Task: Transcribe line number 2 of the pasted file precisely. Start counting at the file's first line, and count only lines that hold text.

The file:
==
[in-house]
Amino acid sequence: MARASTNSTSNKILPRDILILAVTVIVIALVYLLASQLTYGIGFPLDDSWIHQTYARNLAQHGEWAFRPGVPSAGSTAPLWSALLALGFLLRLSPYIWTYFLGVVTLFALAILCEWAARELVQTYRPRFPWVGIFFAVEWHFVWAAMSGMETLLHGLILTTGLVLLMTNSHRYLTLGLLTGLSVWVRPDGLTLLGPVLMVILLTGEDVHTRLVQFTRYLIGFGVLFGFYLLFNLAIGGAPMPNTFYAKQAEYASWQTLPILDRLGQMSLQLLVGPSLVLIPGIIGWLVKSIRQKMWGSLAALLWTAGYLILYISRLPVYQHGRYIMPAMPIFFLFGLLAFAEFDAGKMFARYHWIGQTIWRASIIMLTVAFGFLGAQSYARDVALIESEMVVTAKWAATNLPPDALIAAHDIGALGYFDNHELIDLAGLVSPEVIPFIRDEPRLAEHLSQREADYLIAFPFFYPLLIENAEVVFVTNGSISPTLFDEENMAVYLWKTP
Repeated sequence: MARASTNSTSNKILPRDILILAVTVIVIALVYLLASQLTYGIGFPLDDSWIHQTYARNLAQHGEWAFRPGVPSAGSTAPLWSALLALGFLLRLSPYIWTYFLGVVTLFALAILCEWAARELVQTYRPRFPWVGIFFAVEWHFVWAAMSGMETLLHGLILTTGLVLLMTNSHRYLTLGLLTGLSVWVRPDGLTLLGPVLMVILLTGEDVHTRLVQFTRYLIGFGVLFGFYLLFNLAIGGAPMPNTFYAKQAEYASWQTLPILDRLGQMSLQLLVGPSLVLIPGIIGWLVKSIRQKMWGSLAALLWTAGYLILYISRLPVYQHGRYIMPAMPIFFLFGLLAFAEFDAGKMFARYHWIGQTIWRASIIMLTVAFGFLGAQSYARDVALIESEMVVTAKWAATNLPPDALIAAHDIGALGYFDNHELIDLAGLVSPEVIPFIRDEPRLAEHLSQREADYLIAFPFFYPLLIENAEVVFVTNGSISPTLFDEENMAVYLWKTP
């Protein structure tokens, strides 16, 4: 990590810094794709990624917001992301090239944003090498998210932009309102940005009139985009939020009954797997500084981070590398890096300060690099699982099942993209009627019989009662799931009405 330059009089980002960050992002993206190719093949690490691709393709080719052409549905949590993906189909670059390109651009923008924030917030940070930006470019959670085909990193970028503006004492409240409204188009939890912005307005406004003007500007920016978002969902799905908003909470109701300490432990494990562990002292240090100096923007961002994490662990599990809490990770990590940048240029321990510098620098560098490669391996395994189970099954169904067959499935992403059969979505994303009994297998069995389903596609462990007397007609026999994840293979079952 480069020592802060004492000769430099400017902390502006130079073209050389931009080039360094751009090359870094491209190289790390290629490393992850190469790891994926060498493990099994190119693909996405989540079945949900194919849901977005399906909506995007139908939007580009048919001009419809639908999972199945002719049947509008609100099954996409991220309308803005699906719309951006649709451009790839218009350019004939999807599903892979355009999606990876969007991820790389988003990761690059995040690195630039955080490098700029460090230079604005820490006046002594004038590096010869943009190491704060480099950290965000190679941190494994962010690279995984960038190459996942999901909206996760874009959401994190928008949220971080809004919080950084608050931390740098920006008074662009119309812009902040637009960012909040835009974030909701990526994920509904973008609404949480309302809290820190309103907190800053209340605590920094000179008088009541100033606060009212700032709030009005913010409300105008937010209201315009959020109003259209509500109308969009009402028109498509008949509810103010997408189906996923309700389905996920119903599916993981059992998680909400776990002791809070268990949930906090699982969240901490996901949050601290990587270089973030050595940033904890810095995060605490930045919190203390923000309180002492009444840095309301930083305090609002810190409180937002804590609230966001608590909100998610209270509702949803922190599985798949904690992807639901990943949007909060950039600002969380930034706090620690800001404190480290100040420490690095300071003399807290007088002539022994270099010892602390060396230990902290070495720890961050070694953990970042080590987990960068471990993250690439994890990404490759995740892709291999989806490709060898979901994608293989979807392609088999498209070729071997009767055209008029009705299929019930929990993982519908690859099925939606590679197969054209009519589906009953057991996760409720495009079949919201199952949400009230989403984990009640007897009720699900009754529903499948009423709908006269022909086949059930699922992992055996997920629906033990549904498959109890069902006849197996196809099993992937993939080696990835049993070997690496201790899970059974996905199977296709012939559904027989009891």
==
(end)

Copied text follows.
Amino acid sequence: MARASTNSTSNKILPRDILILAVTVIVIALVYLLASQLTYGIGFPLDDSWIHQTYARNLAQHGEWAFRPGVPSAGSTAPLWSALLALGFLLRLSPYIWTYFLGVVTLFALAILCEWAARELVQTYRPRFPWVGIFFAVEWHFVWAAMSGMETLLHGLILTTGLVLLMTNSHRYLTLGLLTGLSVWVRPDGLTLLGPVLMVILLTGEDVHTRLVQFTRYLIGFGVLFGFYLLFNLAIGGAPMPNTFYAKQAEYASWQTLPILDRLGQMSLQLLVGPSLVLIPGIIGWLVKSIRQKMWGSLAALLWTAGYLILYISRLPVYQHGRYIMPAMPIFFLFGLLAFAEFDAGKMFARYHWIGQTIWRASIIMLTVAFGFLGAQSYARDVALIESEMVVTAKWAATNLPPDALIAAHDIGALGYFDNHELIDLAGLVSPEVIPFIRDEPRLAEHLSQREADYLIAFPFFYPLLIENAEVVFVTNGSISPTLFDEENMAVYLWKTP